October 29, 2014

Latino Support for Democrats Falls, but Democratic Advantage Remains

Chapter 1: Latino Voter Interest, Engagement and the Congressional Vote

Even though support for Democrats has declined among Latinos, the party still holds a wide advantage over Republicans in the congressional vote. Meanwhile, voter interest and motivation this year is unchanged relative to 2010, but continues to lag all registered voters.

2014 and Latino Motivation

Share of Hispanics Saying They Will Vote Unchanged Compared with 2010About half (53%) of Latino registered voters say they are absolutely certain they will vote in this year’s election, according to the new survey. This is statistically unchanged from 2010 when 51% of Latino registered voters then said they planned to vote.

Even so, voter motivation among Hispanic registered voters continues to lag that of all registered voters. A July survey of the U.S. general public by the Pew Research Center (2014c) found that 70% then said they were absolutely certain they will vote in November’s election.4

There are differences across Hispanic demographic subgroups in the share of registered voters that says they are absolutely certain they will vote this year. For example, those who have at least some college education are among the most likely to say they are absolutely certain they will vote in November. Some 65% of this group says this. Similarly, 63% of Hispanic registered voters ages 65 and older say they are absolutely certain they will vote this year.

Meanwhile, intent to vote is lowest among those with lower levels of educational attainment. Just 39% of Hispanic registered voters with less than a high school diploma say they are absolutely certain they will vote this year as are 44% of Hispanic voters who have a high school diploma.

Who is Likely to Vote among Hispanic Registered VotersThe survey also reveals a few other important differences in turnout intent. Among Latino voters who have given “quite a lot” of thought to this year’s election, 73% say they are absolutely certain they will vote in November. By contrast, just 42% of those who have not given the election “quite a lot” of thought say they will vote in November.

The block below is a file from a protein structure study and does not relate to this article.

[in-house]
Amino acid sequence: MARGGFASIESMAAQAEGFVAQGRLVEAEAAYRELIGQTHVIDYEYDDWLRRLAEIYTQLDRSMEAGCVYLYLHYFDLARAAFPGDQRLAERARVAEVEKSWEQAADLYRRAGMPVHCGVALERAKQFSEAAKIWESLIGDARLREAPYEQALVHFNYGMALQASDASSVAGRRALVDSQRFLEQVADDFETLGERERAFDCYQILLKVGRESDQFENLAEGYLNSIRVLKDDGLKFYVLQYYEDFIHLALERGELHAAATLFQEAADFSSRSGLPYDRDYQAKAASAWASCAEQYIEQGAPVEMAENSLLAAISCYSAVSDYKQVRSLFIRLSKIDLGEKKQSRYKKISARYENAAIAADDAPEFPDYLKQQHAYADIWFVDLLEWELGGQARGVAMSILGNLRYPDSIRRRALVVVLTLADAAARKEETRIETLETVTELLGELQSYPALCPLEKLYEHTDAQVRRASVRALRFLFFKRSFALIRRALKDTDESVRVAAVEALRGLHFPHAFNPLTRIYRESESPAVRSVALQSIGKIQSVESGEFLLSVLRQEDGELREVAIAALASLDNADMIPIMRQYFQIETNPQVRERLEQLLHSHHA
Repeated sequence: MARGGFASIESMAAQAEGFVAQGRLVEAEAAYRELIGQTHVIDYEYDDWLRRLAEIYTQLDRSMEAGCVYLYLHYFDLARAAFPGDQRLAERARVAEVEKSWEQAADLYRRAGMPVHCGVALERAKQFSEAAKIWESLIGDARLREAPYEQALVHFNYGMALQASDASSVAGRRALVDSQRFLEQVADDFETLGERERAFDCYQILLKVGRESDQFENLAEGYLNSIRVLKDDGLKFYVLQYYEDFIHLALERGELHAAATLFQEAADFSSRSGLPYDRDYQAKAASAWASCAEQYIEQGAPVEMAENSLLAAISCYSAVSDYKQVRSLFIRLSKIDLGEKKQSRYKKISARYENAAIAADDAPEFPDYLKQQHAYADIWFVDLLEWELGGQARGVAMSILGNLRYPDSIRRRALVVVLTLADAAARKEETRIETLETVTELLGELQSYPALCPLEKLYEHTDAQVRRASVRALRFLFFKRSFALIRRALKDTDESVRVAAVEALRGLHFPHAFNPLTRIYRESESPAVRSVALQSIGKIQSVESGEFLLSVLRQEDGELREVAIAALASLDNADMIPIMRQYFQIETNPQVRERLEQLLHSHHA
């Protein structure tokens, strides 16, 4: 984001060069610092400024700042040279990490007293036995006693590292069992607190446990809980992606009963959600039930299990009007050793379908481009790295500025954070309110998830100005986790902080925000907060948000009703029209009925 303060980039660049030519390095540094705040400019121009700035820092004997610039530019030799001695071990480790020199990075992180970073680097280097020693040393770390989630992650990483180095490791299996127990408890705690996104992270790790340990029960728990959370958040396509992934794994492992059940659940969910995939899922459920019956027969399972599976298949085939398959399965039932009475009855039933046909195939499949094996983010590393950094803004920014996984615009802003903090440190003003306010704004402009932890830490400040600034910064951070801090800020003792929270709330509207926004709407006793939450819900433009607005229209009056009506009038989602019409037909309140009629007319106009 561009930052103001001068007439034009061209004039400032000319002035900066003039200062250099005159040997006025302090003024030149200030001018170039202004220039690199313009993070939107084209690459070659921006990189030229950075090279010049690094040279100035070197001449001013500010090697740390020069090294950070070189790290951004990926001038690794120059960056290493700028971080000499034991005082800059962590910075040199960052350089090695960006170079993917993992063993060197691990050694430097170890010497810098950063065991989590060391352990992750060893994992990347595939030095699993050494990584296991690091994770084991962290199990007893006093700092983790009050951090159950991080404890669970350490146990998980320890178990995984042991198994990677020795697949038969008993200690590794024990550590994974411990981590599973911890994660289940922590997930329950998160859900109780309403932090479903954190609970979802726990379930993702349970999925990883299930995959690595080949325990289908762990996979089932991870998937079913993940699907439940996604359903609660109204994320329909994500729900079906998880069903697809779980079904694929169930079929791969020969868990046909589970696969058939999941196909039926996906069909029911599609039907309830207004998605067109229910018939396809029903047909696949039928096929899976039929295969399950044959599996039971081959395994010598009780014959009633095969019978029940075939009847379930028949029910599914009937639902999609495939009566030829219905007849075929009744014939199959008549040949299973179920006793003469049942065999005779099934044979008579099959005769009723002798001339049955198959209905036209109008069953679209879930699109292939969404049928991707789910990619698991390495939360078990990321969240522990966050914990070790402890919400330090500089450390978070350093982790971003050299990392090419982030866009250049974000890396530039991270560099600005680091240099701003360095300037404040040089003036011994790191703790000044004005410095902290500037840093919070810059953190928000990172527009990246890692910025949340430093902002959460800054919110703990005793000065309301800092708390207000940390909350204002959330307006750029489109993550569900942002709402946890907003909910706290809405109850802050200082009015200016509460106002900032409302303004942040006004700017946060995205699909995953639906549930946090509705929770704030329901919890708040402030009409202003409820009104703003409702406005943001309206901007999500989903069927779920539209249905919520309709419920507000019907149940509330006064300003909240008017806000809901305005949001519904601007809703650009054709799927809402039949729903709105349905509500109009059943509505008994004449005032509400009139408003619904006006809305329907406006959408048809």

Latino voter turnout reached a record 6.6 million voters in 2010, resulting in a turnout rate of 31.2% among eligible voters and 60.5% among registered Latino voters. On both measures, Latinos lagged white and black voters. For example, 48.6% of white eligible voters and 71.3% of white registered voters participated in the last midterm election (Lopez, 2011).

Interest in the 2014 Midterm Elections

Hispanic Registered Voters and Interest in the 2014 ElectionOverall, one-third (35%) of Latino registered voters say they have given the coming November election “quite a lot” of thought, unchanged from 2010 when 32% of Latino registered voters then said the same (Lopez, 2010).

Even so, Hispanic registered voters’ interest in the election continues to lag other groups. In 2014, 59% of all U.S. registered voters have given this year’s election “quite a lot of thought” (Pew Research Center, 2014e). This is little changed from 2010 when half (55%) said the same (Pew Research Center, 2010c).

Among Hispanic registered voters, interest in the election varies across demographic subgroups. Those with at least some college education (45%) and those ages 65 and older (44%) are most likely to say they have thought “quite a lot” about the upcoming election. By contrast, voters with less than a high school diploma (26%), those with a high school diploma (26%) and those ages 18 to 29 (28%) are the least likely to say they have thought “quite a lot” about the upcoming election in November.

2014 Congressional Vote among Hispanic Registered Voters

Decline in Support for Republicans Among LatinosIf the election for Congress were being held today, 57% of Latino registered voters say they would support the Democratic congressional candidate in their district, while 28% say they would support the Republican candidate. Overall, Democrats hold a two-to-one margin over Republicans this year.